1.2.1 NGC 7062 . . . . . . . .
1.2.2 NGC 1817 . . . . . . . .
1.2.3 NGC 6134 . . . . . . . .
1.3 Data reduction . . . . . . . . .
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8
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9
10
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13
2 Photometric reductions
15
2.1 Photometry with DoPHOT . . . . . . . . . . . . . . . . . . . . . . . 15
2.2 Color-magnitude diagrams . . . . . . . . . . . . . . . . . . . . . . . . 17
2.3 Light curves . . . . . . . . . . . . . . . . . . . . . . . . . . . . . . . . 19
3 Period-Luminosity relations
26
3.1 Magnitude calibration . . . . . . . . . . . . . . . . . . . . . . . . . . 26
3.2 PL relations for NGC 7062 and NGC 6134 . . . . . . . . . . . . . . . 28
3.3 NGC 1817: Fundamentalized periods . . . . . . . . . . . . . . . . . . 34
4 Theoretical approach
37
4.1 Visible bands . . . . . . . . . . . . . . . . . . . . . . . . . . . . . . . 38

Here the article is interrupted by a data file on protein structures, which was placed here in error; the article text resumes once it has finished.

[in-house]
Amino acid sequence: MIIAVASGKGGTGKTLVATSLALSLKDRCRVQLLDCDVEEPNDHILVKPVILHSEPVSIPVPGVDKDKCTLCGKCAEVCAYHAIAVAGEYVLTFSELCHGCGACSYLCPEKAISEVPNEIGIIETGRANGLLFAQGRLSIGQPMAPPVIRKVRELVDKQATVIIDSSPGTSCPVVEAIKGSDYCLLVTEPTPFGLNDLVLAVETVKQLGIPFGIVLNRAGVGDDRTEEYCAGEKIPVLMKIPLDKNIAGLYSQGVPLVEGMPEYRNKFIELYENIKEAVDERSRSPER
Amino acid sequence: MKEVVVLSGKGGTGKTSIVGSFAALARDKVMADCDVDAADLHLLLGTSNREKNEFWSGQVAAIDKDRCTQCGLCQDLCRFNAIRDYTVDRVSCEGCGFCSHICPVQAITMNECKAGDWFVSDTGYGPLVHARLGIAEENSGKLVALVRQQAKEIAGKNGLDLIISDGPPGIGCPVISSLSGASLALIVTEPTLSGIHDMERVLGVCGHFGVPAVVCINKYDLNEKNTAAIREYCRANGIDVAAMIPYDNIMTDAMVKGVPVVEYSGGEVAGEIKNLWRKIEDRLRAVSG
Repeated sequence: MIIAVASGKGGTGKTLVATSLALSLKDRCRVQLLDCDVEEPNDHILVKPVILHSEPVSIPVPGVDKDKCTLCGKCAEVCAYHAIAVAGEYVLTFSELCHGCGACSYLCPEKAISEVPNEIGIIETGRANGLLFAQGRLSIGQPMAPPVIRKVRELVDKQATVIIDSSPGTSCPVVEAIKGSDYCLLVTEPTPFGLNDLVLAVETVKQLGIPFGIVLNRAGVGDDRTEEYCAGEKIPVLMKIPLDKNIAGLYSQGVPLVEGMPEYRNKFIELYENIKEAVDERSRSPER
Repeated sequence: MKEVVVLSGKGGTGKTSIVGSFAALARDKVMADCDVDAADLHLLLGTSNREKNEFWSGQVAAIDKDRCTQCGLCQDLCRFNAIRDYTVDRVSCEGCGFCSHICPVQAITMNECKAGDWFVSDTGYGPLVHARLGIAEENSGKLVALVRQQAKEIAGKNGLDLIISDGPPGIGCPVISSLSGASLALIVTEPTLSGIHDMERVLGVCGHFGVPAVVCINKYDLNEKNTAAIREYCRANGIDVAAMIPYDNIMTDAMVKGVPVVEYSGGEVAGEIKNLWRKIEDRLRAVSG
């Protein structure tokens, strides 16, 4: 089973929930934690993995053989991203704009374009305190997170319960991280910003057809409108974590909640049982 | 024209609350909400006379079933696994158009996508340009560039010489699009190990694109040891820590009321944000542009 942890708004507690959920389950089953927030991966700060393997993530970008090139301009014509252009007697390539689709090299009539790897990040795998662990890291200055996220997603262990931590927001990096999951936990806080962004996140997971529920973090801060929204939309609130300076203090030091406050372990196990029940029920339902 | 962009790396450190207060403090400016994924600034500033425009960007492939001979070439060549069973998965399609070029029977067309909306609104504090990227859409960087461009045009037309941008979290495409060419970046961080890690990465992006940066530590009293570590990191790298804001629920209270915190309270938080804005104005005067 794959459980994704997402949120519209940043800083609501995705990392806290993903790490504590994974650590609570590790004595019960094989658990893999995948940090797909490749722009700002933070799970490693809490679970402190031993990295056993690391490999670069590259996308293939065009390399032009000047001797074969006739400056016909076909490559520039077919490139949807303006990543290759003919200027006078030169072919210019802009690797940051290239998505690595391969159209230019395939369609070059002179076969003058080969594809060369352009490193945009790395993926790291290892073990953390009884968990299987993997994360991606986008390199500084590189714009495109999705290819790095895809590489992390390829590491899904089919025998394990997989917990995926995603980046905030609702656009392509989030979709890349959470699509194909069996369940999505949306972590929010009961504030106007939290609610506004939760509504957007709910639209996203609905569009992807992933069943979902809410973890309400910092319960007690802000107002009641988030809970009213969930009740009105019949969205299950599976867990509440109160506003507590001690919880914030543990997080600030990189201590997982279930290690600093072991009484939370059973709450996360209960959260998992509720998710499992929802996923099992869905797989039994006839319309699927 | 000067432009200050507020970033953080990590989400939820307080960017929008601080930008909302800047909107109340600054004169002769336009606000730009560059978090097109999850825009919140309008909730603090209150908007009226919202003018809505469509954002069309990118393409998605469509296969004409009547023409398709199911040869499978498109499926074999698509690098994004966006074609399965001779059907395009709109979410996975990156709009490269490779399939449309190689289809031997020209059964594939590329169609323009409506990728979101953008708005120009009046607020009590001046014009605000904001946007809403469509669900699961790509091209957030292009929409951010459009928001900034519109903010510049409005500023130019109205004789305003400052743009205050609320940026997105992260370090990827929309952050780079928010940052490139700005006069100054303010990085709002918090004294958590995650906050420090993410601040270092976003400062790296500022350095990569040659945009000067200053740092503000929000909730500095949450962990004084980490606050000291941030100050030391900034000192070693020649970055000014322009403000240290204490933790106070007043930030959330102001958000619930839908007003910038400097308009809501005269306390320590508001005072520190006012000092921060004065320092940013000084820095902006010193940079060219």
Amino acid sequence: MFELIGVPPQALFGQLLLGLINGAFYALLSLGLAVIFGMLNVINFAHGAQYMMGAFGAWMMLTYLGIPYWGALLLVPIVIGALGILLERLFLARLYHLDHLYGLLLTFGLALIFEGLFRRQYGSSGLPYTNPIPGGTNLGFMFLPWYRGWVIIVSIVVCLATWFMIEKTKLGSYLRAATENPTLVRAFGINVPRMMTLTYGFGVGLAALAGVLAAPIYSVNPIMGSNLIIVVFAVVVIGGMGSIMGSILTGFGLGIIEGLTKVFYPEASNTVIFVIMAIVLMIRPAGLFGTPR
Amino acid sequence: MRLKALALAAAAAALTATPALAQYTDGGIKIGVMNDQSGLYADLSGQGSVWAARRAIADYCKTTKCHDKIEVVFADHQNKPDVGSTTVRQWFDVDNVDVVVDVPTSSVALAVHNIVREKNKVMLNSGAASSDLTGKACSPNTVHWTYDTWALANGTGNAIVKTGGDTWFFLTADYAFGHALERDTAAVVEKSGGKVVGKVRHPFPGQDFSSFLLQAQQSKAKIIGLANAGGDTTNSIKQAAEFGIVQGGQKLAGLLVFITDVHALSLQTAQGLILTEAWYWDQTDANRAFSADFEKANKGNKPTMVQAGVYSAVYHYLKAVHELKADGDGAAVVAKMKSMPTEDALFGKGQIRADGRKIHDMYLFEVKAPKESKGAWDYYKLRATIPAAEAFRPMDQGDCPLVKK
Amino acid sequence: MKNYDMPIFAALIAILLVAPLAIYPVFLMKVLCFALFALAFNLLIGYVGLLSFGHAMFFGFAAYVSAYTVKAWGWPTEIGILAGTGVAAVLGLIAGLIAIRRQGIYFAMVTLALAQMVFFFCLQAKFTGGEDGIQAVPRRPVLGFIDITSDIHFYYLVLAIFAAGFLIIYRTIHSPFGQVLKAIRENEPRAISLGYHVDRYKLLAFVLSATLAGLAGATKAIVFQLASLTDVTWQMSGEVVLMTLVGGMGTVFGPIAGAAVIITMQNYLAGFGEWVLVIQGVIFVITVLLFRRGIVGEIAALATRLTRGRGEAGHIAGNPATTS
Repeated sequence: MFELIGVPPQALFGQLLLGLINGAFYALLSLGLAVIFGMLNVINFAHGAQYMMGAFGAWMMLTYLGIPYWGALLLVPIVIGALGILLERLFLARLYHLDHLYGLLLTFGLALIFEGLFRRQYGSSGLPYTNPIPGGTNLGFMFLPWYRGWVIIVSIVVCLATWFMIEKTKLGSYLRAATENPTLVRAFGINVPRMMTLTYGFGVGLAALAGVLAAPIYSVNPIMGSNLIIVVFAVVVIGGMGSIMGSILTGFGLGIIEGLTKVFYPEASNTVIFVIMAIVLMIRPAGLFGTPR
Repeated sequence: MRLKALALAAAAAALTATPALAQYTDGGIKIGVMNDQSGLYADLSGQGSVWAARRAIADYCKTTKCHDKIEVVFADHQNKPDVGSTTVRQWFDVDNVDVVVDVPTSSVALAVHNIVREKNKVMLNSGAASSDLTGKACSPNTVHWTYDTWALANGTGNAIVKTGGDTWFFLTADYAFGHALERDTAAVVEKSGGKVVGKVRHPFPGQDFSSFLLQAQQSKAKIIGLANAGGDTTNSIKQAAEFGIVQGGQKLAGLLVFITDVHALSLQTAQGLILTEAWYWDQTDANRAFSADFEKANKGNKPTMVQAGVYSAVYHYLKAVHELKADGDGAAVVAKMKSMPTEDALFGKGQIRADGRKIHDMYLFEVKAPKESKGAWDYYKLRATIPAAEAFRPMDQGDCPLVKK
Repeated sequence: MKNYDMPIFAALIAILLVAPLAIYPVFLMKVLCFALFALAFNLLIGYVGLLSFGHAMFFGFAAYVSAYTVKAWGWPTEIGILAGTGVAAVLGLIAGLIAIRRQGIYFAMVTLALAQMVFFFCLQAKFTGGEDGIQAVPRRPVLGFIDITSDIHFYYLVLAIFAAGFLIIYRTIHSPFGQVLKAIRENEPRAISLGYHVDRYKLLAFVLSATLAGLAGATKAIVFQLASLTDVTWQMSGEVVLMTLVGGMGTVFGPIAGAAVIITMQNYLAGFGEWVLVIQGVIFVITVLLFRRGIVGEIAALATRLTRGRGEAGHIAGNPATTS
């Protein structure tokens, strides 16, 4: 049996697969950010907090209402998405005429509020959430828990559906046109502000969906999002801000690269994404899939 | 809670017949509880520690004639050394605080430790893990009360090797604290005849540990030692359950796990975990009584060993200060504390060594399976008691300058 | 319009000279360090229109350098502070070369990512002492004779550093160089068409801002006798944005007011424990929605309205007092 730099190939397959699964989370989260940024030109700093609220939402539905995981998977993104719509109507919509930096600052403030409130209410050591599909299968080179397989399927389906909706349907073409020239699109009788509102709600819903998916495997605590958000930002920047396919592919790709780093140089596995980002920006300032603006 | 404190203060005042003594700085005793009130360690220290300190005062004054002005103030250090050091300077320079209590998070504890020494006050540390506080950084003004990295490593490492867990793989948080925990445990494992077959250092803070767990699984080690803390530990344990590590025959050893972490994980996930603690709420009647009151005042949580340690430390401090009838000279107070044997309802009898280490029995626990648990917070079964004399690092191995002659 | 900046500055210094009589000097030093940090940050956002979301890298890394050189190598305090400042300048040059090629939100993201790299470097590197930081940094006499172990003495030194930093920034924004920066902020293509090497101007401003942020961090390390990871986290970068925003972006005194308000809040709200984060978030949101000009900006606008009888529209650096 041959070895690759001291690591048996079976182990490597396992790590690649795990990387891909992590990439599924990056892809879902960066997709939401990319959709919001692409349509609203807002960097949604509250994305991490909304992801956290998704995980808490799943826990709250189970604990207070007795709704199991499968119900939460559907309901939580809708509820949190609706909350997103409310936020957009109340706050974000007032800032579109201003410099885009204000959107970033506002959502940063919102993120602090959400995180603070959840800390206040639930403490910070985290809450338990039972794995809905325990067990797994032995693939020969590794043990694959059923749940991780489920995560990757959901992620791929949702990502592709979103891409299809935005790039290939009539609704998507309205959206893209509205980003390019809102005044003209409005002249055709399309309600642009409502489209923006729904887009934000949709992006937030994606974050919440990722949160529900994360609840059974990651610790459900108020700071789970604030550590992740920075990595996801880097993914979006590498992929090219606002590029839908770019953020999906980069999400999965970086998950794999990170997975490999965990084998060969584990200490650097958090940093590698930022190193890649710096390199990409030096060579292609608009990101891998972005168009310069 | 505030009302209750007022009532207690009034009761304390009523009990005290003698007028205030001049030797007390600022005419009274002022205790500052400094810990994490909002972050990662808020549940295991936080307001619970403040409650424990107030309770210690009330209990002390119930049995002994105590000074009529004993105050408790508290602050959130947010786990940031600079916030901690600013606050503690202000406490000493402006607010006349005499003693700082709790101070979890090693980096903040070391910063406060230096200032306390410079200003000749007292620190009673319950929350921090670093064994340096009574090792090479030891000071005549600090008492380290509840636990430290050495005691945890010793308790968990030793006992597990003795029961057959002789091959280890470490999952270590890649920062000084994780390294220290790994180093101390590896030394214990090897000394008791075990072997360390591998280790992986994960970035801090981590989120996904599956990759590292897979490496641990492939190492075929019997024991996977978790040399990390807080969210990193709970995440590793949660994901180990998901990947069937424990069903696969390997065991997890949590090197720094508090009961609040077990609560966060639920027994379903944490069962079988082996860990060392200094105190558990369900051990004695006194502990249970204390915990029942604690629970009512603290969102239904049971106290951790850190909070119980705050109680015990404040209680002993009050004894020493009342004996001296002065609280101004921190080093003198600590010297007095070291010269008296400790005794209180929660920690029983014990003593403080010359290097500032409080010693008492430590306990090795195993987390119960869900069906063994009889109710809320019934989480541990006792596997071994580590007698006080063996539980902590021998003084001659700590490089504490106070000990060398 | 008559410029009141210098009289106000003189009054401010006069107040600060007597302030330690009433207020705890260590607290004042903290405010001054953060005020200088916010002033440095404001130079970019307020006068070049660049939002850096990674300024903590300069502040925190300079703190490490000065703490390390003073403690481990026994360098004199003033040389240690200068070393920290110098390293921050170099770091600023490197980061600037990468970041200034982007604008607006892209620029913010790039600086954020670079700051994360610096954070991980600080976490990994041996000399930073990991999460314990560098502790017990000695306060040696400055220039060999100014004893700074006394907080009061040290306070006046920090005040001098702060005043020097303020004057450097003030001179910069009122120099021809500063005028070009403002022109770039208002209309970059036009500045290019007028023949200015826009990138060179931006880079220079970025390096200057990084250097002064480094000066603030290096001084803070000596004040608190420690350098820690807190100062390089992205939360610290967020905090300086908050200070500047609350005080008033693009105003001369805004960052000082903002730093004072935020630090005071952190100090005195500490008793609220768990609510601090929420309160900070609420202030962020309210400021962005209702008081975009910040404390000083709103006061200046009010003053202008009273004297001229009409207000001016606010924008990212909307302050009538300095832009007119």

ii
CONTENTS
4.2
4.3
Infrared bands . . . . . . . . . . . . . . . . . . . . . . . . . . . . . . .
Wavelength dependence of PL slope . . . . . . . . . . . . . . . . . . .
40
41
5 Summary and future work
45
A Tables
47
Bibliography
55
iii
Resumen
Se derivaron relaciones Perı́odo-Luminosidad (PL) en las bandas J, H y Ks del
infrarrojo cercano para estrellas δ Scuti de baja amplitud de tres cúmulos abiertos:
NGC 7062, NGC 1817 and NGC 6134. Se usaron observaciones de series de tiempo
y fotometrı́a diferencial para obtener las curvas de luz y perı́odos; sin embargo los
datos no tienen la precisión requerida para detectar la variabilidad intrı́nseca de las
estrellas por lo que series temporales de alta precisión son necesarias. No obstante
lo anterior, se pudieron calcular magnitudes promedio con baja dispersión para cada
estrella variable. Las magnitudes fueron transformadas al sistema fotométrico de
2MASS. Usando los periodos detectados en estudios previos, dos relaciones PL fueron
encontradas tanto para NGC 7062 como para NGC 6134. Para cada relación se
sugirió un correspondiente orden radial n. Para NGC 1817 no fue encontrada ninguna
relación porque las variables observadas tienen diferentes modos de pulsación. En
este caso, los perı́odos fueron fundamentalizados y las relaciones PL para el modo
fundamental fueron derivadas. Además, relaciones PL teóricas aproximadas fueron
calculadas para las bandas BVIRJHK usando valores tabulados de luminosidades y
periodos y correcciones bolométricas derivadas a partir de modelos. Comparando
los valores observacionales y teóricos de las pendientes, las relaciones PL para NGC